How do foreigners spend their summer in Russia? Let’s listen to the story of Elliot Emery, an expat living in Moscow.
Elliot Emery is a British expat with a passion for all things Russia. He has been living in Moscow since January 2019 where he currently works as an English teacher. He has written about his experiences in his debut book titled “Why are you going there?” (Stories of an English Teacher in Russia).
This past summer I had high hopes of seeing more of Russia, the country I have made my home since January 2019. And then Coronavirus struck. Instead, I spent the majority of my summer in Moscow sat in my small hot kitchen behind a screen teaching English. However, last summer, long before the phrase ‘social distancing’ entered our vocabulary I found myself travelling around Russia. I visited two places in particular: the northern region of Karelia as well as the former closed city of Nizhny Novgorod. With this year already drawing to an end, I thought I’d write a brief guide to these two regions to give you some travel inspiration for next year. After all, it’s never too early to plan your next holiday.
KARELIA: RUSSIA’S BEAUTIFUL NORTH
After a ‘relaxing’ (read exhausting) two weeks in Cyprus on a summer camp with dozens of Russian children, I returned to Russia to continue my summer. First stop: Petrozavodsk. This city is the capital of the stunning republic of Karelia. Located near the Finnish border, this region is well known for its breathtaking nature and it did not disappoint. After an overnight train from Moscow, I eventually arrived in the city of Petrozavodsk the following morning. Despite being slightly groggy after only getting a few hours sleep, it was hard to be grumpy with the sun shining down on me and the region’s fresh air in my lungs.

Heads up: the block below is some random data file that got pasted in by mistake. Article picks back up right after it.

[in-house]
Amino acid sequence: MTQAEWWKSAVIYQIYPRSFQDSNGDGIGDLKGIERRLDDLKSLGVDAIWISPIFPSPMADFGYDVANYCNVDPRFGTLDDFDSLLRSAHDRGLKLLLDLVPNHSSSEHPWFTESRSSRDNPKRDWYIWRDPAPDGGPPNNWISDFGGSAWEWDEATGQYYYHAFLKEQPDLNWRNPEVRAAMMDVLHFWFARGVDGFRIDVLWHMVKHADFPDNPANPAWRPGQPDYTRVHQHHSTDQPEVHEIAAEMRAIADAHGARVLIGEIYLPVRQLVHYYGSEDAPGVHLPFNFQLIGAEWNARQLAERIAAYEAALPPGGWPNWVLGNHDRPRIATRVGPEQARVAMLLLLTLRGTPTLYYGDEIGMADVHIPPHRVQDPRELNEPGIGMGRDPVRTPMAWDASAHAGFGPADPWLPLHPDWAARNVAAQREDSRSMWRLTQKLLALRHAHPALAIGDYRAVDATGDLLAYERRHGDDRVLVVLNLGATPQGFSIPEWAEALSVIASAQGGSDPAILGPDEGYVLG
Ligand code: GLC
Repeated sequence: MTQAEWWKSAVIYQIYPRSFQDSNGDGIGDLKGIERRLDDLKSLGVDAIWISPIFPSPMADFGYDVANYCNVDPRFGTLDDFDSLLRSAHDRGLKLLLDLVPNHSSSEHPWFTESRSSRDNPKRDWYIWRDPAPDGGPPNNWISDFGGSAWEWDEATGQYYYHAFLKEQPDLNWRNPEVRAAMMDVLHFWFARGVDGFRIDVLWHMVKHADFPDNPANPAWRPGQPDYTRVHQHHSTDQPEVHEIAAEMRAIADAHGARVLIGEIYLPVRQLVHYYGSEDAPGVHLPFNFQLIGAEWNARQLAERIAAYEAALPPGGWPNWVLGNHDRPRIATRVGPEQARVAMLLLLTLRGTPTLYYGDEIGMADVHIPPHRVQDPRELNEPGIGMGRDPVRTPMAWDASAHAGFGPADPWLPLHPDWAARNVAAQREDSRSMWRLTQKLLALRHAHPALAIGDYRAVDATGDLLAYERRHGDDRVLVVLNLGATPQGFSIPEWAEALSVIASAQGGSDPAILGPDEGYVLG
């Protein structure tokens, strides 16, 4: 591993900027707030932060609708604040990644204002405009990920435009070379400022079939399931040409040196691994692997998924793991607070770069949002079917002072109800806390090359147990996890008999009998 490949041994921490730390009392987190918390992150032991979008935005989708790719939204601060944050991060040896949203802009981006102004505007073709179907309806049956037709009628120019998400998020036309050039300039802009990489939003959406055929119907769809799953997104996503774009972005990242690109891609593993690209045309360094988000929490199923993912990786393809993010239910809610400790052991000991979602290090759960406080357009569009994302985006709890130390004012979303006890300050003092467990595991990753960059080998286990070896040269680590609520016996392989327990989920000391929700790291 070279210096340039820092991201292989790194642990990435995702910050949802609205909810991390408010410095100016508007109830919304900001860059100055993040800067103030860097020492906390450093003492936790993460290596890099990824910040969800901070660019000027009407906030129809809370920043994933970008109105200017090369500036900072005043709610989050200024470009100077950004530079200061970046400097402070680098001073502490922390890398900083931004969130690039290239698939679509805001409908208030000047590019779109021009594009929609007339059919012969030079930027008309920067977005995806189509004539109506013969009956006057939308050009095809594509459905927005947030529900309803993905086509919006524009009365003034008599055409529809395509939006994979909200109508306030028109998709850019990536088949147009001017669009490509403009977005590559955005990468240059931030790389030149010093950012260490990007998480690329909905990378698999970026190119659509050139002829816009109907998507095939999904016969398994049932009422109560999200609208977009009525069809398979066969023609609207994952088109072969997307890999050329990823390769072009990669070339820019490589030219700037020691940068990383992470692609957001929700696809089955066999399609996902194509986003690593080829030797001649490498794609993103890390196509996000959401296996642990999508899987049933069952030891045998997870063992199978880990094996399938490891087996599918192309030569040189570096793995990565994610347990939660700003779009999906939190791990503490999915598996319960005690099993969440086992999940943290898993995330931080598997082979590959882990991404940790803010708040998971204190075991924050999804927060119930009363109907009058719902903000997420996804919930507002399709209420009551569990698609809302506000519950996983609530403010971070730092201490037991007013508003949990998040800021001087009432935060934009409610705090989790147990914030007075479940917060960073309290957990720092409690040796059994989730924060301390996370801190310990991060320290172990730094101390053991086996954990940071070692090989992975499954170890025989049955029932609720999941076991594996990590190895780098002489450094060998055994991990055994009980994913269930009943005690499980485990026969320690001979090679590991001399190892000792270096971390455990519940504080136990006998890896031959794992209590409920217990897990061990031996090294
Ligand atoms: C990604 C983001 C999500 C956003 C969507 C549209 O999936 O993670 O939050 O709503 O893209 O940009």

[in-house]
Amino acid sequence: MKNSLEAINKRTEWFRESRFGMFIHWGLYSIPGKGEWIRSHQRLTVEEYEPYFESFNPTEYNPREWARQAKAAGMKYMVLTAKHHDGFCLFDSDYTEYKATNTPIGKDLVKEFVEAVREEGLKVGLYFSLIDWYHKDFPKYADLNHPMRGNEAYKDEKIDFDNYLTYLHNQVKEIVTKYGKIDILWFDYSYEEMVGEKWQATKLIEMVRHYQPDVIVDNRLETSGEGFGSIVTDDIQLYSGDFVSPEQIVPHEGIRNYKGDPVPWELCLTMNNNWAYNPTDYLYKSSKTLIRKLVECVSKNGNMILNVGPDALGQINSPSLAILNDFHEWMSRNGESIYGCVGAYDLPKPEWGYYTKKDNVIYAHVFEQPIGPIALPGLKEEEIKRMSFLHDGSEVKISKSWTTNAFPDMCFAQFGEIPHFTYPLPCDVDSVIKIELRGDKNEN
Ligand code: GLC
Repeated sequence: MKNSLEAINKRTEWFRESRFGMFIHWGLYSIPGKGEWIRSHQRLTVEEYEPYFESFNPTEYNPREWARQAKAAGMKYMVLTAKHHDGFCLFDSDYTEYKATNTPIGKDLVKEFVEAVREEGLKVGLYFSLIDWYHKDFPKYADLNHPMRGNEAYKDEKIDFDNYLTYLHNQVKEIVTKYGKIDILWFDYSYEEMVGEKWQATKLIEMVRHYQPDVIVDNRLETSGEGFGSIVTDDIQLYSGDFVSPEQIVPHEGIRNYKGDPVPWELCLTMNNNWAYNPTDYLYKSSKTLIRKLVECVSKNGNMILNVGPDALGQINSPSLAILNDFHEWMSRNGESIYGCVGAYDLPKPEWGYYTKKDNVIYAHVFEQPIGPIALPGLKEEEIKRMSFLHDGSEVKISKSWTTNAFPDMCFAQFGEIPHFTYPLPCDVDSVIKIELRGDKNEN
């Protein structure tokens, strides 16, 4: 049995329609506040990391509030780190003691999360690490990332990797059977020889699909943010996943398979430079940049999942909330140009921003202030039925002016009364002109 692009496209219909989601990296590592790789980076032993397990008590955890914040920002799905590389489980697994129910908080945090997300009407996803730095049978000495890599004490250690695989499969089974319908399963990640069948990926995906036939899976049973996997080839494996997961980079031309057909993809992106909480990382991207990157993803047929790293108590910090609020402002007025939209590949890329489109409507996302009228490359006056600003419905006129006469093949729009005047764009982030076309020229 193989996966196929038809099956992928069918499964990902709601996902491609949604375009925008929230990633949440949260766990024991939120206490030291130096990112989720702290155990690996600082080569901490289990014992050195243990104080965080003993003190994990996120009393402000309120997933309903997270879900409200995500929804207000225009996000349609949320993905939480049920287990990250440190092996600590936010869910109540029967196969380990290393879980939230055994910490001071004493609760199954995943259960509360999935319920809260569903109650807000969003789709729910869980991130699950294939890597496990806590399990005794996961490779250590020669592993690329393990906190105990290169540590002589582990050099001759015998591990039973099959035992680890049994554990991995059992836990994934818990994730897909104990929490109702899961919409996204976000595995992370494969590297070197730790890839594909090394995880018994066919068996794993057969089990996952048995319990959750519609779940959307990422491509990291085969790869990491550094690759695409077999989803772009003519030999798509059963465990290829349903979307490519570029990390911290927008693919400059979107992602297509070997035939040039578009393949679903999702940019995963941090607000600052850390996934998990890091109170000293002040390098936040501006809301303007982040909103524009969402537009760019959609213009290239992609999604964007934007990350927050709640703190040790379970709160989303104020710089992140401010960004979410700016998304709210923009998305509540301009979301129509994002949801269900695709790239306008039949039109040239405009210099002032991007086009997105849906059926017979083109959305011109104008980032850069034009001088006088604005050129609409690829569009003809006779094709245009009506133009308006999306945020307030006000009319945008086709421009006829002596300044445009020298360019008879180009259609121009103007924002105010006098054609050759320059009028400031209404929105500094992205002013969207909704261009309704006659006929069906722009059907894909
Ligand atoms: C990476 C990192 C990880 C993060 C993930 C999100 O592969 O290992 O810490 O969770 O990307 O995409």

Where to Stay
Staying there for a total of three weeks, I opted for a small, modern AirnBnb apartment within a stone’s through of the central train station. It was very affordable at around 30,000 roubles for the entire three weeks and came equipped with all mod-cons, including its own boiler! (This is important as in Russia every summer the hot water is switched off in apartments for around ten days for cleaning. Having my own boiler I avoided the dread of cold showers).
However, if you are looking for a little more service then I would recommend the Hotel Piter Inn (formerly Park Inn) which is conveniently located opposite the train station on Gargarin Square.
What to See and Do
For the first day or two I recommend simply walking around the city. Petrozavodsk is not a large city and so it is easy to navigate on foot. Walk down the main street (Prospekt Lenina) from the train station and you will be greeted with the breathtaking sight of Lake Onega (the second largest lake in Europe).
After exploring the local sights I would highly recommend a day trip to two places: Ruskeala Mountain Park and the island of Valaam. Both of which are equally beautiful. Ruskeala is a mountain park which is known for its stunning marble canyon which is filled with emerald green water.
Next, there is Valaam, an island located in Lake Ladoga (the largest lake in Europe). Valaam is a stunning historical island known for its fourteenth-century monastery and offers breathtaking views. A must visit.
Both Ruskeala and Valaam are difficult to access independently. I booked an affordable 12-hour excursion: a combined tour of Valaam and Ruskeala costs 6,500 roubles.
Compared to Moscow, eating out in Petrozavodsk is very affordable and there are plenty of options. There is something for every palate. If you fancy a good quality burger then I highly recommend ‘The Kitchen‘ which is located on Prospekt Lenina not far from Lake Onega.